The Chicago Cubs just announced that they have fired hitting coach Rudy Jaramillo. They have named James Rowson, their minor league hitting coordinator, as the interim major league hitting coach.
The Cubs hired Jaramillo away from the Texas Rangers following the 2009 season. He was given a three-year, $2.42 million contract which seemed kind of nuts for a hitting coach. Part of the appeal at the time was that he had just been with new free agent-signee Milton Bradley in Texas and it was thought that following him up to Chicago was a good idea. Hey, who knew?
Not that Jaramillo was purely a Milton Bradley Whisperer. He was well-respected as a hitting instructor for years, and it was felt that he’d be a good fit with the Cubs. With an entirely new management team in place, however, and with his contract nearing its end, it seems likely that the Cubs just want to have someone in place who can work with the rebuilding program.
Welp, that didn’t last long. Red Sox second baseman Dustin Pedroia is going back on the injured list with more knee issues. If it matters the Sox say it’s not a big deal and they expect him back sooner rather than later, but they also said that his post-2017 knee surgery was just a “cleanup” at first and that basically cost him a year. So.
Pedroia has played in six games and is 2-for-20 with a walk.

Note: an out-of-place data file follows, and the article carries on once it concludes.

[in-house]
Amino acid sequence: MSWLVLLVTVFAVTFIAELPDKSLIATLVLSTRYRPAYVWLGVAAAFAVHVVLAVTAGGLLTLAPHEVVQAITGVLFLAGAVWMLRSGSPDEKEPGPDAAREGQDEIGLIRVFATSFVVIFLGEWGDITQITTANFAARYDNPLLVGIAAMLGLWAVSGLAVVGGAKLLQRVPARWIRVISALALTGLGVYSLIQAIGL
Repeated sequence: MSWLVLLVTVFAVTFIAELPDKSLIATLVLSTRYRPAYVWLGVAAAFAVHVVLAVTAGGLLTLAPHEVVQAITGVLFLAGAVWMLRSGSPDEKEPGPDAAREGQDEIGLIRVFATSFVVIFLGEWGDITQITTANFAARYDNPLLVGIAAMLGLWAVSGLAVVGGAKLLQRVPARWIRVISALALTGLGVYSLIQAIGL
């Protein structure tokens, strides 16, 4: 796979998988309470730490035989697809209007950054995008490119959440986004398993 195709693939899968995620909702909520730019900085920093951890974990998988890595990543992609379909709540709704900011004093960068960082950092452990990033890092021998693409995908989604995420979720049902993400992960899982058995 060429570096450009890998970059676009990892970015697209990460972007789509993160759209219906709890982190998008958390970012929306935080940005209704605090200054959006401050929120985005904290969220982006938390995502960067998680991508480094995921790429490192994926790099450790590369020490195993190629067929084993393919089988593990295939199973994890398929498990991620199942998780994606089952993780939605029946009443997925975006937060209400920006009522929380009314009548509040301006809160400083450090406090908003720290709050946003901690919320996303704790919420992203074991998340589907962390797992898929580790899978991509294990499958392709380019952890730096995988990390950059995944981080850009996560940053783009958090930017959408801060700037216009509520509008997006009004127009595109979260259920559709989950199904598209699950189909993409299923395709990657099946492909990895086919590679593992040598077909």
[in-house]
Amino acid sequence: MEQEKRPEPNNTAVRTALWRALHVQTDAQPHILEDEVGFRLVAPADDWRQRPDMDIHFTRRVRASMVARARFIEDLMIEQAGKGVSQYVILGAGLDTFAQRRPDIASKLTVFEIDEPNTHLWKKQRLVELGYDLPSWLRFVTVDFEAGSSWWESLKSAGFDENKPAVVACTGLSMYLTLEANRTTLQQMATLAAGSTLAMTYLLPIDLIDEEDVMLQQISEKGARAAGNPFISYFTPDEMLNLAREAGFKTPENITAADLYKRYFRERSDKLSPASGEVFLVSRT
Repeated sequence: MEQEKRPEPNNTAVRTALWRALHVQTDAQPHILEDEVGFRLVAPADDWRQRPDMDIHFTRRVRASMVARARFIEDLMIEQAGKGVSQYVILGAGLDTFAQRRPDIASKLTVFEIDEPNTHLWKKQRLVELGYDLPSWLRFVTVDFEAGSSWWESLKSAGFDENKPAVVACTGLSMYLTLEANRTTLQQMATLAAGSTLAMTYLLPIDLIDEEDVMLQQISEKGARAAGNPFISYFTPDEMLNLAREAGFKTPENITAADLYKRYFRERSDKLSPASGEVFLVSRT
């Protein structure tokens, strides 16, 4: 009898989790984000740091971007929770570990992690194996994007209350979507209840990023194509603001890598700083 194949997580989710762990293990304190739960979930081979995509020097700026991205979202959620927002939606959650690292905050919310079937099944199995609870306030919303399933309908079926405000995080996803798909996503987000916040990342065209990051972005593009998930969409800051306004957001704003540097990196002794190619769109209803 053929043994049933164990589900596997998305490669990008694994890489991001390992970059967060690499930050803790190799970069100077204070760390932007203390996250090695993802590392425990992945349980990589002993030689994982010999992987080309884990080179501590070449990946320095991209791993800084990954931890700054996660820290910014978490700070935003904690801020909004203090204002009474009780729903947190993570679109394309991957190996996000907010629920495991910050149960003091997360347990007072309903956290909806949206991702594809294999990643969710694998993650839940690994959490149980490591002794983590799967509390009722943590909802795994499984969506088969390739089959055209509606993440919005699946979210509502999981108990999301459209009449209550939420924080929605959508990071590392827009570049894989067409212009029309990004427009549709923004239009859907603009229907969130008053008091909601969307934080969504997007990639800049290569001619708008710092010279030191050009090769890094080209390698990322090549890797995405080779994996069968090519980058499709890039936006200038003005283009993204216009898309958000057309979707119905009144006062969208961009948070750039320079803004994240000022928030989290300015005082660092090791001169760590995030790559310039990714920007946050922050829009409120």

I don’t think it’s hyperbole to say that Pedroia’s career may be nearing an end. Sure, he’s under contract for two more years after this season, but he’s also in a unfortunate spiral that so many players experience in their mid-to-late 30s.
Running a website like this makes it all the clearer, actually. When you search a player’s name in our CMS, you get every post in which he appears in reverse chronological order. Just about every long-tenured player ends with about six posts in which he is alternately placed on and activated from the disabled/injured list. Then an offseason link to a big feature in which he’s written about as being “at a crossroads” followed by something vague about “resuming baseball activities” and then, inevitably, the retirement announcement. I can’t count the number of guys whose careers I can tick off in that way by browsing the guts of this site.
I hope that’s not the case for Pedroia. I hope that there’s a “Pedroia wins Comeback Player of the Year” post in the future. Or at the very least a silly “Miller’s Crossing” reference in an “And that Happened” in which I say “the old man’s still an artist with the Thompson” after he peppers the ball around in some 3-for-4, two-double game. I want that stuff to happen.
It’s just that, if you watch this game long enough, you realize how unlikely that is once a player starts to break down.